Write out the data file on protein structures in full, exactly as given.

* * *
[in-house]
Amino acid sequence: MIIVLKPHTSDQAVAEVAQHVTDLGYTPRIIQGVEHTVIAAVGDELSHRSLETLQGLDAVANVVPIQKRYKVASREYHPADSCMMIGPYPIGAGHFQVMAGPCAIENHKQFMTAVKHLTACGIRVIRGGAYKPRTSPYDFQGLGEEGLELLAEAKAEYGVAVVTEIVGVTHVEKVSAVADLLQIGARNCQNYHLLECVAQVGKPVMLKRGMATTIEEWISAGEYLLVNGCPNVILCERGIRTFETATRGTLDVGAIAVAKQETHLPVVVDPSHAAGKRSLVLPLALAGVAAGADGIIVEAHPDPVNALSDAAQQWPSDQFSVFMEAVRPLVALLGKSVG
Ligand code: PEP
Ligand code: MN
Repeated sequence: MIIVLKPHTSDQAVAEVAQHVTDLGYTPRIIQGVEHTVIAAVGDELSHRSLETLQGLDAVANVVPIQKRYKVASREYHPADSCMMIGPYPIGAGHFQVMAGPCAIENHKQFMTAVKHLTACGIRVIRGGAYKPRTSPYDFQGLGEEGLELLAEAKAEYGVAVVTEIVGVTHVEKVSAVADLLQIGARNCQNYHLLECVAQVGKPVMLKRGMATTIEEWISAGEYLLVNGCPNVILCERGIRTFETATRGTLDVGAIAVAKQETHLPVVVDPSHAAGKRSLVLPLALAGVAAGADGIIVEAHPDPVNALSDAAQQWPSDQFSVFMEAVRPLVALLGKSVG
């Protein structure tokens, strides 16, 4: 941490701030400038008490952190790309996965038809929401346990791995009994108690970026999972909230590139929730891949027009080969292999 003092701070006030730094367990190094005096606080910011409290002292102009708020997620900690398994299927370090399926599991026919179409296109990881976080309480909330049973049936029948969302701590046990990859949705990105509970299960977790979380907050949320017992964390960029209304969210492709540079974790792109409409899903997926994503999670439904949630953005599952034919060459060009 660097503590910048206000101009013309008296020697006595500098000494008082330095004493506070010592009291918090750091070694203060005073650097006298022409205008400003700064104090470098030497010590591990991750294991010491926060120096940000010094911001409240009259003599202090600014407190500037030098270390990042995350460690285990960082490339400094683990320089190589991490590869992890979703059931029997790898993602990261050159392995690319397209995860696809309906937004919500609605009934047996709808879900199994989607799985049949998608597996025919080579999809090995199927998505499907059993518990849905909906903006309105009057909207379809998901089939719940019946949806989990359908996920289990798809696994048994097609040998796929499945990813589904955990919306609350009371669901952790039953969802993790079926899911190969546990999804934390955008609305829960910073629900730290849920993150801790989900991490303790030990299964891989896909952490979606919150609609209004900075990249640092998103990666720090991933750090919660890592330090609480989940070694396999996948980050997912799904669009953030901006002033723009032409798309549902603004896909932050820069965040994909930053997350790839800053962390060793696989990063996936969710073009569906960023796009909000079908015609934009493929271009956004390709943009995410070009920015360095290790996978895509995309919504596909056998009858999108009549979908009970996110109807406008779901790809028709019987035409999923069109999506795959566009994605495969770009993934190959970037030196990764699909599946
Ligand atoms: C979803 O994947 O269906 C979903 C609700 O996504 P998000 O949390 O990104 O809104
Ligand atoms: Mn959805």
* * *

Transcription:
[in-house]
Amino acid sequence: MIIVLKPHTSDQAVAEVAQHVTDLGYTPRIIQGVEHTVIAAVGDELSHRSLETLQGLDAVANVVPIQKRYKVASREYHPADSCMMIGPYPIGAGHFQVMAGPCAIENHKQFMTAVKHLTACGIRVIRGGAYKPRTSPYDFQGLGEEGLELLAEAKAEYGVAVVTEIVGVTHVEKVSAVADLLQIGARNCQNYHLLECVAQVGKPVMLKRGMATTIEEWISAGEYLLVNGCPNVILCERGIRTFETATRGTLDVGAIAVAKQETHLPVVVDPSHAAGKRSLVLPLALAGVAAGADGIIVEAHPDPVNALSDAAQQWPSDQFSVFMEAVRPLVALLGKSVG
Ligand code: PEP
Ligand code: MN
Repeated sequence: MIIVLKPHTSDQAVAEVAQHVTDLGYTPRIIQGVEHTVIAAVGDELSHRSLETLQGLDAVANVVPIQKRYKVASREYHPADSCMMIGPYPIGAGHFQVMAGPCAIENHKQFMTAVKHLTACGIRVIRGGAYKPRTSPYDFQGLGEEGLELLAEAKAEYGVAVVTEIVGVTHVEKVSAVADLLQIGARNCQNYHLLECVAQVGKPVMLKRGMATTIEEWISAGEYLLVNGCPNVILCERGIRTFETATRGTLDVGAIAVAKQETHLPVVVDPSHAAGKRSLVLPLALAGVAAGADGIIVEAHPDPVNALSDAAQQWPSDQFSVFMEAVRPLVALLGKSVG
């Protein structure tokens, strides 16, 4: 941490701030400038008490952190790309996965038809929401346990791995009994108690970026999972909230590139929730891949027009080969292999 003092701070006030730094367990190094005096606080910011409290002292102009708020997620900690398994299927370090399926599991026919179409296109990881976080309480909330049973049936029948969302701590046990990859949705990105509970299960977790979380907050949320017992964390960029209304969210492709540079974790792109409409899903997926994503999670439904949630953005599952034919060459060009 660097503590910048206000101009013309008296020697006595500098000494008082330095004493506070010592009291918090750091070694203060005073650097006298022409205008400003700064104090470098030497010590591990991750294991010491926060120096940000010094911001409240009259003599202090600014407190500037030098270390990042995350460690285990960082490339400094683990320089190589991490590869992890979703059931029997790898993602990261050159392995690319397209995860696809309906937004919500609605009934047996709808879900199994989607799985049949998608597996025919080579999809090995199927998505499907059993518990849905909906903006309105009057909207379809998901089939719940019946949806989990359908996920289990798809696994048994097609040998796929499945990813589904955990919306609350009371669901952790039953969802993790079926899911190969546990999804934390955008609305829960910073629900730290849920993150801790989900991490303790030990299964891989896909952490979606919150609609209004900075990249640092998103990666720090991933750090919660890592330090609480989940070694396999996948980050997912799904669009953030901006002033723009032409798309549902603004896909932050820069965040994909930053997350790839800053962390060793696989990063996936969710073009569906960023796009909000079908015609934009493929271009956004390709943009995410070009920015360095290790996978895509995309919504596909056998009858999108009549979908009970996110109807406008779901790809028709019987035409999923069109999506795959566009994605495969770009993934190959970037030196990764699909599946
Ligand atoms: C979803 O994947 O269906 C979903 C609700 O996504 P998000 O949390 O990104 O809104
Ligand atoms: Mn959805």